Sports Medicine

, Volume 45, Issue 3, pp 353–364 | Cite as

Half-Time Strategies to Enhance Second-Half Performance in Team-Sports Players: A Review and Recommendations

  • Mark Russell
  • Daniel J. West
  • Liam D. Harper
  • Christian J. Cook
  • Liam P. Kilduff
Review Article


A number of intermittent team sports require that two consecutive periods of play (lasting for ~30–45 min) are separated by a 10–20 min half-time break. The half-time practices employed by team-sports players generally include returning to the changing rooms, temporarily relaxing from the cognitive and physical demands of the first half, rehydration and re-fuelling strategies, addressing injury or equipment concerns, and receiving tactical instruction and coach feedback. However, the typically passive nature of these actions has been associated with physiological changes that impair performance during the second half. Both physical and cognitive performances have been found to decline in the initial stages of subsequent exercise that follows half-time. An increased risk of injury has also been observed during this period. Therefore, half-time provides sports scientists and strength and conditioning coaches with an opportunity to optimise second-half performance. An overview of strategies thought to benefit team-sports athletes is presented; specifically, the efficacy of heat maintenance strategies (including passive and active methods), post-activation potentiation, hormonal priming, and modified hydro-nutritional practices are discussed. A theoretical model of applying these strategies in a manner that compliments current practice is also offered.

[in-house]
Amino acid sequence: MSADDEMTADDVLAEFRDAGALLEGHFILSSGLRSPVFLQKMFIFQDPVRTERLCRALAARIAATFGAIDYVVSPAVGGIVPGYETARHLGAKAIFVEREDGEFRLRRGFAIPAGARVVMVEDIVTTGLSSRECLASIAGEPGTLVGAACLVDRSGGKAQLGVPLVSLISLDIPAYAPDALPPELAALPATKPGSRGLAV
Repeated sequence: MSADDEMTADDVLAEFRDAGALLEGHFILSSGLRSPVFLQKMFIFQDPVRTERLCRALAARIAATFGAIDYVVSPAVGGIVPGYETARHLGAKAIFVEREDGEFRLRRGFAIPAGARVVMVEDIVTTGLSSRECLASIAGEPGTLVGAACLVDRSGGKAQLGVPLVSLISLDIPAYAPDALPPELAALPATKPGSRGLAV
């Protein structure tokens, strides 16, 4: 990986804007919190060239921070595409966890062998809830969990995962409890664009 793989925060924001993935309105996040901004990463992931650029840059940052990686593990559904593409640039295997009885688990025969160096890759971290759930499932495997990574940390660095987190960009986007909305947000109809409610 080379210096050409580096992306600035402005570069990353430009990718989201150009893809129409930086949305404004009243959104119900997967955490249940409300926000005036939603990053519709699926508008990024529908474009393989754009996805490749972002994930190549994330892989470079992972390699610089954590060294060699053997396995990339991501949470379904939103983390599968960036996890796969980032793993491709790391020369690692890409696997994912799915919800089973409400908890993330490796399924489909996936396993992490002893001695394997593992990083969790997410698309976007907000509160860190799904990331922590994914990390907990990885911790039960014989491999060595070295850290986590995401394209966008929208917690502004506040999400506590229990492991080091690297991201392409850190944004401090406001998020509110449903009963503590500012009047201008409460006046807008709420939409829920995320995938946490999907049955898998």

Blood Glucose Concentration Soccer Player Glycaemic Index Sprint Performance Ergogenic Effect 
These keywords were added by machine and not by the authors. This process is experimental and the keywords may be updated as the learning algorithm improves.



No sources of funding were used to assist in the preparation of this review. The authors have no potential conflicts of interest that are directly relevant to the content of this review.


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Copyright information

© Springer International Publishing Switzerland 2014

Authors and Affiliations

  • Mark Russell
    • 4
  • Daniel J. West
    • 1
  • Liam D. Harper
    • 1
  • Christian J. Cook
    • 2
  • Liam P. Kilduff
    • 3
  1. 1.Health and Life SciencesNorthumbria UniversityNewcastle-upon-TyneUK
  2. 2.School of Sport, Health and Exercise SciencesBangor UniversityBangorUK
  3. 3.Applied Sports Technology Exercise and Medicine Research Centre (A-STEM)Swansea UniversitySwanseaUK
  4. 4.Department of Sport, Exercise and Rehabilitation, Health and Life SciencesNorthumbria UniversityNewcastle-upon-TyneUK

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